E-Drug: Distribution strategies for ACTs (5)
An ideal ACT distribution strategy should meet the following four basic
a) promote rational use of medicines,
b) ensure mass population coverage,
c) ensure that the medicine can be used safely by the patients, and
d) prevent/delay the emergence of drug resistance.
The challenge is to find a balance among these competing interests. Below, are
my personal views regarding the Zimbabwe’s experiences with ACTs.
a) In an effort to promote rational drug use, numerous public awareness
and patient education campaigns have been carried out over the past two years
using mass media such as radio, television, and the print media. On the health
policy front, the country’s medicines regulatory body is in the process of
changing the category of distribution of ACTs so that only the artemether and
lumefantrine combination will be available for general use by the public
whereas purchasing other ACTs (e.g. Duo-Cotecxin) will require a prescription
from a specialist. This measure is intended to curb irrational use of *all*
ACTs and to prevent the emergence of drug resistance.
b) In an effort to ensure wider public access to ACTs, the Ministry of
Health and Child welfare has (in addition to existing clinics) recently
embarked on an ambitious campaign to train Village Health workers (VHW) about
how to use Malaria Rapid Diagnostic Tests (RDTs) and ACTs to diagnose and treat
malaria. This is born out of the recognition that some degree of skill is
required to deliver ACTs. Using VHWs is, in my view, is an elegant way of
improving access while promoting rational drug use. Malaria diagnosis using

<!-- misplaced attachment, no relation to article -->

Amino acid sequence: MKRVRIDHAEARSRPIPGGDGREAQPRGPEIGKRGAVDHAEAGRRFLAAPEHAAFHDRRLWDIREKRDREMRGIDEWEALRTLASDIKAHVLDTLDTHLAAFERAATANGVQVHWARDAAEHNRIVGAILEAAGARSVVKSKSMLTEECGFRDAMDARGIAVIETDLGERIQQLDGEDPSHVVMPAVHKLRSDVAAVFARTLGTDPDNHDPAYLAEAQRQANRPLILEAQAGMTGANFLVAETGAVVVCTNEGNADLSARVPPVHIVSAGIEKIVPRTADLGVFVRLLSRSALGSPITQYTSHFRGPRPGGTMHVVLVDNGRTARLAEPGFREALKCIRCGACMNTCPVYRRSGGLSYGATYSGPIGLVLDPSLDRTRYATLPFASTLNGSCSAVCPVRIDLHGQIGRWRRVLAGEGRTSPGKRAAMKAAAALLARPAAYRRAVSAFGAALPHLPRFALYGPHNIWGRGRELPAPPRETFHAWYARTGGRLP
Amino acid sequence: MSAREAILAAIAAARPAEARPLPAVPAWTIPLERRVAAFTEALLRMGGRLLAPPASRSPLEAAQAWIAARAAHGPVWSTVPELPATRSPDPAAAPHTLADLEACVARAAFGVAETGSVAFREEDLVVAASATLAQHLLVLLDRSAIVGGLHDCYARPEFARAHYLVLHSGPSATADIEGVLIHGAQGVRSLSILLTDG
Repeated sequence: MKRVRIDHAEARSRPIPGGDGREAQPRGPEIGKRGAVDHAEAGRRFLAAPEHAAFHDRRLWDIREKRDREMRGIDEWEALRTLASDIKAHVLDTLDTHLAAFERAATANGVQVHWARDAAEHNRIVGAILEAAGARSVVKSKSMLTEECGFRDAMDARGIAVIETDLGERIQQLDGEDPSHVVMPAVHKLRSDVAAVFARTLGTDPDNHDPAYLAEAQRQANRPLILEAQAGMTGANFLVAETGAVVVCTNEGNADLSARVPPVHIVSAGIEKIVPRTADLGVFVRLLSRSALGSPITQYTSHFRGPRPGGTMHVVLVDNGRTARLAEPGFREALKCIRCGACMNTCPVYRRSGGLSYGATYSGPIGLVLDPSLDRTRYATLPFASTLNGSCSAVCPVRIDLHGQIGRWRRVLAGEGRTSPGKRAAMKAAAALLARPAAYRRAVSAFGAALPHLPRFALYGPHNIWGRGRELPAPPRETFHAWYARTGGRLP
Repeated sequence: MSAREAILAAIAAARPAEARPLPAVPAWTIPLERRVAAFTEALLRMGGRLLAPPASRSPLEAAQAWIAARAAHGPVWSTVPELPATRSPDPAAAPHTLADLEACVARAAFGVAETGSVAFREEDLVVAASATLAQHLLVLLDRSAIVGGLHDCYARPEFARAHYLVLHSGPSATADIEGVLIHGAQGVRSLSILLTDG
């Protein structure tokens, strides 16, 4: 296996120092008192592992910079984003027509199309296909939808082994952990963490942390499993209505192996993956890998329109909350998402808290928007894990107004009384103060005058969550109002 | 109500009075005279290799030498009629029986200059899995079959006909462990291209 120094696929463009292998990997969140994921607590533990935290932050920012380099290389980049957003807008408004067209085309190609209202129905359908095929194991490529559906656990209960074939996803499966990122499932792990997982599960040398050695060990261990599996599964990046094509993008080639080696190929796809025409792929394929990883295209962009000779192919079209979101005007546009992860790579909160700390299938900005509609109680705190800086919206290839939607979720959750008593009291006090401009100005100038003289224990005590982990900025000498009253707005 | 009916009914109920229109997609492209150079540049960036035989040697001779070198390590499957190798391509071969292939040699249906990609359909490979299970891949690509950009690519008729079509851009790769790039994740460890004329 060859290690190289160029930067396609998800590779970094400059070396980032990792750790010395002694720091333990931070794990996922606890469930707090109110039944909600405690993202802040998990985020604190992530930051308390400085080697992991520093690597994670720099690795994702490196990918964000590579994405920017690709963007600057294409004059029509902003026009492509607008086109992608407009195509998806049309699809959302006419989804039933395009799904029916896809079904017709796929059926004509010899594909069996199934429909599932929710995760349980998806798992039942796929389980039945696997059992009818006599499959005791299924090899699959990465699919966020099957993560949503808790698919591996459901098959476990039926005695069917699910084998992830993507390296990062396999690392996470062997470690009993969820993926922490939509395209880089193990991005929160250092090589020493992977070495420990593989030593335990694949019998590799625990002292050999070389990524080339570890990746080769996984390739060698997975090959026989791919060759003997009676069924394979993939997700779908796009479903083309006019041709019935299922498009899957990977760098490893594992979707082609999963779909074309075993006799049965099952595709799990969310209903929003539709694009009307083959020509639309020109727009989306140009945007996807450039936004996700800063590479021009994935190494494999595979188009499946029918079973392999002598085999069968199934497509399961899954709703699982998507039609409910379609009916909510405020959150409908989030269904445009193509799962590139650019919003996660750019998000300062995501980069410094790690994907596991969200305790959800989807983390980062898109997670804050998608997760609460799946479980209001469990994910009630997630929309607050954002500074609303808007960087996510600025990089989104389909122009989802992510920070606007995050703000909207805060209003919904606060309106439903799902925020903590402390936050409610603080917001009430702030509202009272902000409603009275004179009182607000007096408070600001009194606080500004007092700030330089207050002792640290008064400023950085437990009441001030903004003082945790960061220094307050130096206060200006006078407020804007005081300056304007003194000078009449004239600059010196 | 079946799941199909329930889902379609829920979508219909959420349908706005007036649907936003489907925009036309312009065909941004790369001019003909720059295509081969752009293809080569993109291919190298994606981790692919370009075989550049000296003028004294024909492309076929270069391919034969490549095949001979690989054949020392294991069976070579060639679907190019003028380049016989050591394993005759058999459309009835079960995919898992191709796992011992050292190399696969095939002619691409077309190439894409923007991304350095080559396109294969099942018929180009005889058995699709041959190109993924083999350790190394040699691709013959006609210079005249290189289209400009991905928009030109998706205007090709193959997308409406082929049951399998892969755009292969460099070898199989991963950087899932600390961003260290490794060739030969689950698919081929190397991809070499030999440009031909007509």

RDTs is critical in preventing haphazard use of ACTs. Since VHW live within the
communities and their catchment area often comprises approximately few hundred
families, this means that patients don’t have travel long distances in order to
access treatment. What’s more, outbreaks of malaria often occur during the
rainy season when poor roads and brimming rivers preclude travelling to distant
Past experiences with chloroquine have taught us that a “mass distribution
approach using self-treatment and social marketing” to ensure mass population
coverage might not necessarily be the best approach because of potential
irrational drug use and concerns about drug resistance. In view of the
prohibitive costs (time and money) required to develop new drugs, I believe
that using VHW might provide a viable alternative to the self-treatment and
social marketing approach by ensuring mass population coverage whilst promoting
rational drug use thereby delaying the emergence of drug resistance.
c) In an effort to ensure that ACTs are safe and efficacious, the country
recently conducted a study called Cohort Event Monitoring for
Artemether/Lumefantrine. The safety and efficacy of ACTs, and emerging drug
resistance was assessed in several sentinel sites across the country.
In spite of these measures, access to affordable ACTs in urban areas, which are
mainly dependent on the private sector, remains a mammoth challenge. I agree
with Mwemezi Elnathan Ngemera “six points plan” especially the suggestion that
Public-Private partnerships are needed to address these challenges.
Mr T A Chizanga
BPharm; M Pharm
Private Pharmacy Practice